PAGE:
English   español  
Please use this identifier to cite or link to this item: http://hdl.handle.net/10261/161569
Share/Impact:
Statistics
logo share SHARE logo core CORE   Add this article to your Mendeley library MendeleyBASE

Visualizar otros formatos: MARC | Dublin Core | RDF | ORE | MODS | METS | DIDL
Exportar a otros formatos:
Title

Reducing light-induced mortality of seabirds: High pressure sodium lights decrease the fatal attraction of shearwaters

AuthorsRodríguez, Airam ; Dann, Peter; Chiaradia, André
KeywordsArtificial light
Fledging
Illumination
Light pollution
Mortality
Seabird
Issue DateSep-2017
PublisherElsevier
CitationJournal of nature Conservation, 39: 68-72 (2017)
AbstractThe use of artificial light at night and its ecological consequences are increasing around the world. Light pollution can lead to massive mortality episodes for nocturnally active petrels, one of the most threatened avian groups. Some fledglings can be attracted or disoriented by artificial light on their first flights. Studies testing the effect of artificial light characteristics on attractiveness to seabirds have not provided conclusive results and there is some urgency as some endangered petrel species experience high light-induced mortality. We designed a field experiment to test the effect of three common outdoor lighting systems with different light spectra (high pressure sodium, metal halide and light emitting diode) on the number and the body condition of grounded fledglings of the short-tailed shearwater Ardenna tenuirostris. A total of 235 birds was grounded during 99 experimental hours (33 h for each treatment). 47% of birds was grounded when metal halide lights were on, while light emitting diode and high pressure sodium lights showed lower percentages of attraction (29% and 24%). Metal halide multiplied the mortality risk by a factor of 1.6 and 1.9 respectively in comparison with light emitting diode and high pressure sodium lights. No differences in body condition were detected among the birds grounded by the different lighting systems. We recommend the adoption of high pressure sodium lights (or with similar spectra) into petrel-friendly lighting designs together with other light mitigation measures such as light attenuation, lateral shielding to reduce spill and appropriate orientation.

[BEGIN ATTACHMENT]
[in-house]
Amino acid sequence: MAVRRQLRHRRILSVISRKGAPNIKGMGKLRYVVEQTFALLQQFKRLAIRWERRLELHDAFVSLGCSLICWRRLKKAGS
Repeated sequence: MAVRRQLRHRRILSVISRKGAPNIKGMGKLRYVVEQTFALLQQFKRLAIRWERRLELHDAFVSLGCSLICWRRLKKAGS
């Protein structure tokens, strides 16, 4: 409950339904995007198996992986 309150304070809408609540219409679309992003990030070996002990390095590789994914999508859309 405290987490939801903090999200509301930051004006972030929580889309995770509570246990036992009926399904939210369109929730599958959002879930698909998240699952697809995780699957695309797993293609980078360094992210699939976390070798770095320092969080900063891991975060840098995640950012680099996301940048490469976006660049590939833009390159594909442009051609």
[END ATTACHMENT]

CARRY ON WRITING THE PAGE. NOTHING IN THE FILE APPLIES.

Publisher version (URL)https://doi.org/10.1016/j.jnc.2017.07.001
URIhttp://hdl.handle.net/10261/161569
DOI10.1016/j.jnc.2017.07.001
Appears in Collections:(EBD) Artículos
Files in This Item:
File Description SizeFormat 
Rodriguez et al 2017 J Nature Conservation.pdf Embargoed until July 16, 2019447,02 kBAdobe PDFThumbnail
View/Open    Request a copy
Show full item record
 

Related articles:


WARNING: Items in Digital.CSIC are protected by copyright, with all rights reserved, unless otherwise indicated.